I am primarily focus on global media discourses on Africa. My research situates these discourses within the colonial and postcolonial history of the continent, but also in relations to the evolution of journalistic production and of the political economy of global media.

I have published articles and books chapters on a variety of issues related to these questions including the emergence of the “Africa Rising” discourse; the World Cup in South Africa; the success and backlash to the Kony2012 video; the online coverage of China in Africa; foreign correspondents in East and Southern Africa; and the linguistic properties and peculiarities of Western journalistic writing on Africa. I have also conducted research with Kenyan journalists on how political, economic, cultural and professional structures shape their reporting of elections and terrorism.

You can find out more about my publications here. If you’d like a copy of those papers, feel free to drop me an email at tnothias(at)stanford(dot)edu.

I am currently a co-investigator on the British Academy funded project”Contested Discourses of Africa: The Struggle for Control of the Image of the Foreign Partner” (2017-2018). This project investigate how international news frame the involvement of France, the US and China in Africa. We do so by combining a large scale content analysis of Al Jazeera, AllAfrica, BBC, CCTV, CNN, France 24 with interviews with journalists and correspondents.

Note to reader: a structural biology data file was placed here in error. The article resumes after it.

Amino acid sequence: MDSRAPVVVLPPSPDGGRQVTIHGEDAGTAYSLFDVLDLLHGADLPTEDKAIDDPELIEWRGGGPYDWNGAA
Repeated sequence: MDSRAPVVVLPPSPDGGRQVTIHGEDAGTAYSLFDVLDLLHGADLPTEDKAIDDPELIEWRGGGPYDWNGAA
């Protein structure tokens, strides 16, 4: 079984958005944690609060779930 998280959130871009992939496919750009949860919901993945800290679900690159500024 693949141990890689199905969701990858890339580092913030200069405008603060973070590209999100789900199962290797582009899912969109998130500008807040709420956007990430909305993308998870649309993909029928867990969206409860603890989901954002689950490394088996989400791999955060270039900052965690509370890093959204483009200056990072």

My PhD (“Beyond Afro-pessimism? British and French Print Media Discourse on Africa” – University of Leeds) investigated the nature, production and extent of Afro-pessimism in British and French media. The thesis engages current debates about representations of Africa across different fields including African studies, anthropology, development, media, journalism and cultural studies. This research was supported by a fellowship from the School of Media and Communication at the University of Leeds, an award from the World University Network and a fellowship from the Center for Film and Media Studies at the University of Cape Town. In 2016, I received  the African Journalism Studies prize for best paper related to Africa from the International Communication Section of the IAMCR.